Norwich Union, soon to be Aviva, has responded by withdrawing from price-comparison sites and launching its own mini web and phone service that gives customers details of rivals' products and prices, even if they are cheaper. However, many believe the balance of power is shifting toward comparison sites at the expense of individual brands.
'The way consumers shop for insurance has changed dramatically, from brokers to direct insurers and online buying, and, more recently, the price-comparison sites,' explains Norwich Union's director of marketing, David Tyers. 'Now we think it's time to do something different.'
Rival insurer Admiral has made much of the fact that its latest multi-car policy is not available from comparison sites, urging consumers to go to the firm direct, while Direct Line, which refuses to participate in comparison sites, has tried to combat the power of the price aggregators in its TV ads by focusing on the idea that it is cheaper to cut out the middleman.
'As the biggest direct insurer in the country, with a massive media budget, Direct Line can afford to be in everyone's faces all the time using other channels,' says Andreas Pouros, chief operating officer of search-engine marketing agency Greenlight. Indeed, Direct Line is part of RBS, which not only has other insurance brands such as Churchill that do list on price-comparison sites, but is also the financial engine behind Tesco Compare.
Smaller names cannot refuse to play the game, however. 'Our brand awareness is not as high as some, so we're looking to the big price-comparison sites to get volume through,' says Sean Barton, e-business manager of Co-operative Financial Services, which works with GoCompare, Confused.com, Tesco Compare and, as of February, Moneysupermarket.com.
Using an advertising mix of pay-per-click, per application and per policy, Barton aims to get a good position on the aggreg-ators that come in the top five on a Google search married with SEO that ensures a good Google ranking for CFS' site. 'You always have to be aware of the comparison sites' Achilles heel - users can come out of them and go direct to the provider,' he says.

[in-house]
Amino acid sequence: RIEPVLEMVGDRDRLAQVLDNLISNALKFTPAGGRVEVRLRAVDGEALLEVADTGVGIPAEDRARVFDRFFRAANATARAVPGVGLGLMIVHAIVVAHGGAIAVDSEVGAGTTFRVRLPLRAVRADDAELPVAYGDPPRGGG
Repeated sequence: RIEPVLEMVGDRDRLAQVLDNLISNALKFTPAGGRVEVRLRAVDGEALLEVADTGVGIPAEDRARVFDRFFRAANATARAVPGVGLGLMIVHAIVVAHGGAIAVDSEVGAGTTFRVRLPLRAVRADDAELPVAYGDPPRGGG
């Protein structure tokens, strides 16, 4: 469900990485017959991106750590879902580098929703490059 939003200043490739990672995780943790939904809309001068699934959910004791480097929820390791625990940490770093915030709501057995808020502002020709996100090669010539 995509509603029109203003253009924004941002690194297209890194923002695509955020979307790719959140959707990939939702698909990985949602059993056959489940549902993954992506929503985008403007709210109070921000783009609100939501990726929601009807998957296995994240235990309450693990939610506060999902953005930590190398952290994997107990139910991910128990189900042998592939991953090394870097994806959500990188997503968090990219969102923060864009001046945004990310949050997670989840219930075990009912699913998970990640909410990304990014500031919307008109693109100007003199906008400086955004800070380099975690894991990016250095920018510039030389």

It would be erroneous, however, to believe that UK consumers are becoming obsessed with price. 'There are some people whose first point of comparison is always going to be price, especially in highly comm-oditised categories such as insurance, mortgages, savings and online gambling,' says Mark Rogers, chief executive of online monitoring and response specialist Market Sentinel. 'But it is not the entire market and, more importantly, it's not necessarily the most valuable part of the market.'
His firm calculates that only about 10% of the UK population is truly price-driven, but a further 30% is liable to switch when service falls short. 'Long-term, customer service and building brand value will always win,' says Rogers. 'The problem with buying market share by persuading people to swap on price is that there's nothing to stop them swapping again the next week.'
This view is endorsed by Mike Colling, managing director of media company Mike Colling & Co, who cites statistics from the Journal of Direct, Data and Digital Marketing Practice (2008) showing that the churn rate for consumers recruited through price-comparison sites is 39% compared with 18.4% for those recruited by direct mail. 'These sites don't contribute any net gain to marketers, they merely encourage consumers who are already in the market to become more price-driven and less brand-conscious and loyal,' he says. 'They may be a necessary evil, but no sane marketer would actively support them.'
The challenge for marketers is that they don't always have the choice. Comparison sites may contribute little to the good of the industry, but brands either need to join them or find ways to beat them.